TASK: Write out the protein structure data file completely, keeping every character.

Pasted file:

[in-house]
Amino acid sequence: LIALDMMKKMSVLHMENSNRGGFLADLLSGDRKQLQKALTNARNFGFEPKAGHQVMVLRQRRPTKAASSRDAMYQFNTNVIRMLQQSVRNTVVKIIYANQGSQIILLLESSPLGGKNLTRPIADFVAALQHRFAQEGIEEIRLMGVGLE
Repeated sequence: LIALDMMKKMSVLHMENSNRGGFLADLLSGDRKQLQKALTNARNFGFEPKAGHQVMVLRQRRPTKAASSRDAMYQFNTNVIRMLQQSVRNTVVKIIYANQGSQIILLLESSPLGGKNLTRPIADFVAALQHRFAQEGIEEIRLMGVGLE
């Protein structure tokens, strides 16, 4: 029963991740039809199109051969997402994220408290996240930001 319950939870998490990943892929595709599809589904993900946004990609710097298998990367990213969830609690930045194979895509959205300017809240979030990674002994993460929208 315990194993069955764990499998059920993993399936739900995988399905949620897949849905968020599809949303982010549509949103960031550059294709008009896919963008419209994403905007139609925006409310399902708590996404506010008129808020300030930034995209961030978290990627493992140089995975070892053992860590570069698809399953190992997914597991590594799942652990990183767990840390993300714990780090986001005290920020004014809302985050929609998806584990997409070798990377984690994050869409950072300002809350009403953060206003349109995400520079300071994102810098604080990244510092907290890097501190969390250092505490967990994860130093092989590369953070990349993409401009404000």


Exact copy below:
[in-house]
Amino acid sequence: LIALDMMKKMSVLHMENSNRGGFLADLLSGDRKQLQKALTNARNFGFEPKAGHQVMVLRQRRPTKAASSRDAMYQFNTNVIRMLQQSVRNTVVKIIYANQGSQIILLLESSPLGGKNLTRPIADFVAALQHRFAQEGIEEIRLMGVGLE
Repeated sequence: LIALDMMKKMSVLHMENSNRGGFLADLLSGDRKQLQKALTNARNFGFEPKAGHQVMVLRQRRPTKAASSRDAMYQFNTNVIRMLQQSVRNTVVKIIYANQGSQIILLLESSPLGGKNLTRPIADFVAALQHRFAQEGIEEIRLMGVGLE
């Protein structure tokens, strides 16, 4: 029963991740039809199109051969997402994220408290996240930001 319950939870998490990943892929595709599809589904993900946004990609710097298998990367990213969830609690930045194979895509959205300017809240979030990674002994993460929208 315990194993069955764990499998059920993993399936739900995988399905949620897949849905968020599809949303982010549509949103960031550059294709008009896919963008419209994403905007139609925006409310399902708590996404506010008129808020300030930034995209961030978290990627493992140089995975070892053992860590570069698809399953190992997914597991590594799942652990990183767990840390993300714990780090986001005290920020004014809302985050929609998806584990997409070798990377984690994050869409950072300002809350009403953060206003349109995400520079300071994102810098604080990244510092907290890097501190969390250092505490967990994860130093092989590369953070990349993409401009404000």